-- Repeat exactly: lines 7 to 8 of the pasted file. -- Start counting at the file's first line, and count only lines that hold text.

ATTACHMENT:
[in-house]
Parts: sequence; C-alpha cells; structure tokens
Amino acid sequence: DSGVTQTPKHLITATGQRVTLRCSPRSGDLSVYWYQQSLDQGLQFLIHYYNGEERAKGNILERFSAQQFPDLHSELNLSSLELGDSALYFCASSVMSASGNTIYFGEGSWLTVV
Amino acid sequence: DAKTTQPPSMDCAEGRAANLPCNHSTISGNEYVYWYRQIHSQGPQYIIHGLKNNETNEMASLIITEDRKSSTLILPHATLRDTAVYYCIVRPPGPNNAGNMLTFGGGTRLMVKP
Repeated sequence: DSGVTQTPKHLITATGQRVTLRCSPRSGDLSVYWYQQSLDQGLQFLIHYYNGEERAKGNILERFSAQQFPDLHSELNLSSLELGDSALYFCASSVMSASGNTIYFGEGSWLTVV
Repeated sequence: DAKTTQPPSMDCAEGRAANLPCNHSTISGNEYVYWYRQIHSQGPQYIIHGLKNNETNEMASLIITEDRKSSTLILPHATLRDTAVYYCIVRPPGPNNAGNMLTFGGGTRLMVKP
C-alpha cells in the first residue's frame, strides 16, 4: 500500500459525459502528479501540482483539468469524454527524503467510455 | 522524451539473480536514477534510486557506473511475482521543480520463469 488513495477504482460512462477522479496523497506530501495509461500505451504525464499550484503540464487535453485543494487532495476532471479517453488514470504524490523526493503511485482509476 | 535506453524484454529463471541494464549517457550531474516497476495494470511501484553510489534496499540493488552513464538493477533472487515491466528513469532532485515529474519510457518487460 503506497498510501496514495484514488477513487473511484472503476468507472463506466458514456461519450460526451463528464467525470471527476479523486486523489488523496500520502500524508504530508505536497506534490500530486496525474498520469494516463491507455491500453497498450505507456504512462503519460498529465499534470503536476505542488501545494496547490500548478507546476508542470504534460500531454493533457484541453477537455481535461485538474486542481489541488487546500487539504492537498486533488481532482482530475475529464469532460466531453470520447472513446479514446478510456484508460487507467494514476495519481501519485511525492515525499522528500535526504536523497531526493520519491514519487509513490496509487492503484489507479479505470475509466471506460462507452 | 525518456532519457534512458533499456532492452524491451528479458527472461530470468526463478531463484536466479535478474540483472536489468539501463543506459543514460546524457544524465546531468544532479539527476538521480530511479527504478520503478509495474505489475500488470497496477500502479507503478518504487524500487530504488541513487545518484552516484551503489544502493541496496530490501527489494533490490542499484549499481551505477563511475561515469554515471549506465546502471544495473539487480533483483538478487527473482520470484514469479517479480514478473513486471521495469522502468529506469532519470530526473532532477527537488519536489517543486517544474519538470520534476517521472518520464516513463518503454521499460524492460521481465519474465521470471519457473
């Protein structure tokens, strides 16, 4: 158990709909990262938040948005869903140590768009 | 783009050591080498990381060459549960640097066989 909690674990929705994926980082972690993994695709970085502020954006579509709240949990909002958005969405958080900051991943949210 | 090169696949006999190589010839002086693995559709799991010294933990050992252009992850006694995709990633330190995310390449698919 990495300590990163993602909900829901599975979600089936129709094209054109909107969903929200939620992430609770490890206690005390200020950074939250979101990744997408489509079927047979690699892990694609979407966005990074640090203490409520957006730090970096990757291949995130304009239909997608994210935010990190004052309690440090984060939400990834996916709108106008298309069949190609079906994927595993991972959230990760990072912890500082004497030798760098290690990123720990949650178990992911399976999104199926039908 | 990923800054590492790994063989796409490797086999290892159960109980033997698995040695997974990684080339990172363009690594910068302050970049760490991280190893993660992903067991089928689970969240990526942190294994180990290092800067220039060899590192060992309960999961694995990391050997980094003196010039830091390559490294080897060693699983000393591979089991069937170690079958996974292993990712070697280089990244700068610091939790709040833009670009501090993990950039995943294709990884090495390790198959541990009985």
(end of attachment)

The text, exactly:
C-alpha cells in the first residue's frame, strides 16, 4: 500500500459525459502528479501540482483539468469524454527524503467510455 | 522524451539473480536514477534510486557506473511475482521543480520463469 488513495477504482460512462477522479496523497506530501495509461500505451504525464499550484503540464487535453485543494487532495476532471479517453488514470504524490523526493503511485482509476 | 535506453524484454529463471541494464549517457550531474516497476495494470511501484553510489534496499540493488552513464538493477533472487515491466528513469532532485515529474519510457518487460 503506497498510501496514495484514488477513487473511484472503476468507472463506466458514456461519450460526451463528464467525470471527476479523486486523489488523496500520502500524508504530508505536497506534490500530486496525474498520469494516463491507455491500453497498450505507456504512462503519460498529465499534470503536476505542488501545494496547490500548478507546476508542470504534460500531454493533457484541453477537455481535461485538474486542481489541488487546500487539504492537498486533488481532482482530475475529464469532460466531453470520447472513446479514446478510456484508460487507467494514476495519481501519485511525492515525499522528500535526504536523497531526493520519491514519487509513490496509487492503484489507479479505470475509466471506460462507452 | 525518456532519457534512458533499456532492452524491451528479458527472461530470468526463478531463484536466479535478474540483472536489468539501463543506459543514460546524457544524465546531468544532479539527476538521480530511479527504478520503478509495474505489475500488470497496477500502479507503478518504487524500487530504488541513487545518484552516484551503489544502493541496496530490501527489494533490490542499484549499481551505477563511475561515469554515471549506465546502471544495473539487480533483483538478487527473482520470484514469479517479480514478473513486471521495469522502468529506469532519470530526473532532477527537488519536489517543486517544474519538470520534476517521472518520464516513463518503454521499460524492460521481465519474465521470471519457473
């Protein structure tokens, strides 16, 4: 158990709909990262938040948005869903140590768009 | 783009050591080498990381060459549960640097066989 909690674990929705994926980082972690993994695709970085502020954006579509709240949990909002958005969405958080900051991943949210 | 090169696949006999190589010839002086693995559709799991010294933990050992252009992850006694995709990633330190995310390449698919 990495300590990163993602909900829901599975979600089936129709094209054109909107969903929200939620992430609770490890206690005390200020950074939250979101990744997408489509079927047979690699892990694609979407966005990074640090203490409520957006730090970096990757291949995130304009239909997608994210935010990190004052309690440090984060939400990834996916709108106008298309069949190609079906994927595993991972959230990760990072912890500082004497030798760098290690990123720990949650178990992911399976999104199926039908 | 990923800054590492790994063989796409490797086999290892159960109980033997698995040695997974990684080339990172363009690594910068302050970049760490991280190893993660992903067991089928689970969240990526942190294994180990290092800067220039060899590192060992309960999961694995990391050997980094003196010039830091390559490294080897060693699983000393591979089991069937170690079958996974292993990712070697280089990244700068610091939790709040833009670009501090993990950039995943294709990884090495390790198959541990009985």